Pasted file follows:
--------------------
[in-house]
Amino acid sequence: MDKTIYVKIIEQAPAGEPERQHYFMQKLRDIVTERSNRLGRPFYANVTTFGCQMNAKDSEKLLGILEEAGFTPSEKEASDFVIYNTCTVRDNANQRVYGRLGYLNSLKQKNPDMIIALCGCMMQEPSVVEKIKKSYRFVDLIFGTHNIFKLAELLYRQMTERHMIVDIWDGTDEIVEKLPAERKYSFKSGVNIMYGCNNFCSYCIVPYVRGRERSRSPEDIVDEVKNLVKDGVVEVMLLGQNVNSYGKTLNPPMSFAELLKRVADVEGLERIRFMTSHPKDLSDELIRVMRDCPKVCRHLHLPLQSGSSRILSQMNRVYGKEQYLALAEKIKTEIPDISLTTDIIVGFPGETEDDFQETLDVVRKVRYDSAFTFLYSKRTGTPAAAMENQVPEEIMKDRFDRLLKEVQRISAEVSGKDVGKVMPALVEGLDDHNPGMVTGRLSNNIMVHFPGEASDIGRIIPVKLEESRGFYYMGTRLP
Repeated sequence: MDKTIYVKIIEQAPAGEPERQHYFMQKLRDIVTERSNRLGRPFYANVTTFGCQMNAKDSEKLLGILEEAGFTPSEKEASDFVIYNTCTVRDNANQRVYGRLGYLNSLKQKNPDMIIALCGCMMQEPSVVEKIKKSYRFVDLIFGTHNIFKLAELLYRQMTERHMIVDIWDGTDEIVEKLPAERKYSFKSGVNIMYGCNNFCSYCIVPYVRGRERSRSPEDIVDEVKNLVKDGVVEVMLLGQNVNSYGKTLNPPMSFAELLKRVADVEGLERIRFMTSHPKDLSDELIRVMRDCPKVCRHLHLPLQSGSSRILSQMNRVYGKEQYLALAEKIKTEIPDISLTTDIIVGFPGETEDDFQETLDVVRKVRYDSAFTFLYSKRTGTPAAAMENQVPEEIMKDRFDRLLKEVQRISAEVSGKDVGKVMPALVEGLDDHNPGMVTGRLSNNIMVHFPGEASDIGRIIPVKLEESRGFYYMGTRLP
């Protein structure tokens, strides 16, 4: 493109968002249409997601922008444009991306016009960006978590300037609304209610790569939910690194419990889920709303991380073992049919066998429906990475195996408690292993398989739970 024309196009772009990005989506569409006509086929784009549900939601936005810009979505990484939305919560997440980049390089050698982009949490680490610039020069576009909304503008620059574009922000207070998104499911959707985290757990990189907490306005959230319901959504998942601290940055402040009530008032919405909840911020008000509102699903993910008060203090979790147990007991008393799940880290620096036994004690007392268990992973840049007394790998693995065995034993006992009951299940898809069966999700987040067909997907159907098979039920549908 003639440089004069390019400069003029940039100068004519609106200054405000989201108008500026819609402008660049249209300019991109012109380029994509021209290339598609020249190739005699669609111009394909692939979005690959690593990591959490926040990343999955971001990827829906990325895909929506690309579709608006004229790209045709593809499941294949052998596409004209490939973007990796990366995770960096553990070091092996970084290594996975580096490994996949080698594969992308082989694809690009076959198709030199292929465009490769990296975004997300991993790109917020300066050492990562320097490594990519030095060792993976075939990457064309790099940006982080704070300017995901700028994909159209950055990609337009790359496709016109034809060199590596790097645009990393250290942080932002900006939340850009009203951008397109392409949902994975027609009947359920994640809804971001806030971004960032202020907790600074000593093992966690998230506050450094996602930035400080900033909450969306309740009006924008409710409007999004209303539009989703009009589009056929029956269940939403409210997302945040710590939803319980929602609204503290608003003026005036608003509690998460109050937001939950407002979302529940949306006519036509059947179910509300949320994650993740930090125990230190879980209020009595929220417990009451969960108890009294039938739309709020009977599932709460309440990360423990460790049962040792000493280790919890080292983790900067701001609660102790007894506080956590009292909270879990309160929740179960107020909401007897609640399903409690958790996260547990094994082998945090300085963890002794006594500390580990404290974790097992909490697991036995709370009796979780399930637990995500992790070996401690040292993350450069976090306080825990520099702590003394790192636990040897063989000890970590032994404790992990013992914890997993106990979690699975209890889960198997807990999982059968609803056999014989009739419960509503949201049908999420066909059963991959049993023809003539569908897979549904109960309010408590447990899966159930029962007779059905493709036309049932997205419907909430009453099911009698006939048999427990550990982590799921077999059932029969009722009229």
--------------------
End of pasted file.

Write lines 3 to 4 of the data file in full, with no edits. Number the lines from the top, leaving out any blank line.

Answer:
Repeated sequence: MDKTIYVKIIEQAPAGEPERQHYFMQKLRDIVTERSNRLGRPFYANVTTFGCQMNAKDSEKLLGILEEAGFTPSEKEASDFVIYNTCTVRDNANQRVYGRLGYLNSLKQKNPDMIIALCGCMMQEPSVVEKIKKSYRFVDLIFGTHNIFKLAELLYRQMTERHMIVDIWDGTDEIVEKLPAERKYSFKSGVNIMYGCNNFCSYCIVPYVRGRERSRSPEDIVDEVKNLVKDGVVEVMLLGQNVNSYGKTLNPPMSFAELLKRVADVEGLERIRFMTSHPKDLSDELIRVMRDCPKVCRHLHLPLQSGSSRILSQMNRVYGKEQYLALAEKIKTEIPDISLTTDIIVGFPGETEDDFQETLDVVRKVRYDSAFTFLYSKRTGTPAAAMENQVPEEIMKDRFDRLLKEVQRISAEVSGKDVGKVMPALVEGLDDHNPGMVTGRLSNNIMVHFPGEASDIGRIIPVKLEESRGFYYMGTRLP
């Protein structure tokens, strides 16, 4: 493109968002249409997601922008444009991306016009960006978590300037609304209610790569939910690194419990889920709303991380073992049919066998429906990475195996408690292993398989739970 024309196009772009990005989506569409006509086929784009549900939601936005810009979505990484939305919560997440980049390089050698982009949490680490610039020069576009909304503008620059574009922000207070998104499911959707985290757990990189907490306005959230319901959504998942601290940055402040009530008032919405909840911020008000509102699903993910008060203090979790147990007991008393799940880290620096036994004690007392268990992973840049007394790998693995065995034993006992009951299940898809069966999700987040067909997907159907098979039920549908 003639440089004069390019400069003029940039100068004519609106200054405000989201108008500026819609402008660049249209300019991109012109380029994509021209290339598609020249190739005699669609111009394909692939979005690959690593990591959490926040990343999955971001990827829906990325895909929506690309579709608006004229790209045709593809499941294949052998596409004209490939973007990796990366995770960096553990070091092996970084290594996975580096490994996949080698594969992308082989694809690009076959198709030199292929465009490769990296975004997300991993790109917020300066050492990562320097490594990519030095060792993976075939990457064309790099940006982080704070300017995901700028994909159209950055990609337009790359496709016109034809060199590596790097645009990393250290942080932002900006939340850009009203951008397109392409949902994975027609009947359920994640809804971001806030971004960032202020907790600074000593093992966690998230506050450094996602930035400080900033909450969306309740009006924008409710409007999004209303539009989703009009589009056929029956269940939403409210997302945040710590939803319980929602609204503290608003003026005036608003509690998460109050937001939950407002979302529940949306006519036509059947179910509300949320994650993740930090125990230190879980209020009595929220417990009451969960108890009294039938739309709020009977599932709460309440990360423990460790049962040792000493280790919890080292983790900067701001609660102790007894506080956590009292909270879990309160929740179960107020909401007897609640399903409690958790996260547990094994082998945090300085963890002794006594500390580990404290974790097992909490697991036995709370009796979780399930637990995500992790070996401690040292993350450069976090306080825990520099702590003394790192636990040897063989000890970590032994404790992990013992914890997993106990979690699975209890889960198997807990999982059968609803056999014989009739419960509503949201049908999420066909059963991959049993023809003539569908897979549904109960309010408590447990899966159930029962007779059905493709036309049932997205419907909430009453099911009698006939048999427990550990982590799921077999059932029969009722009229």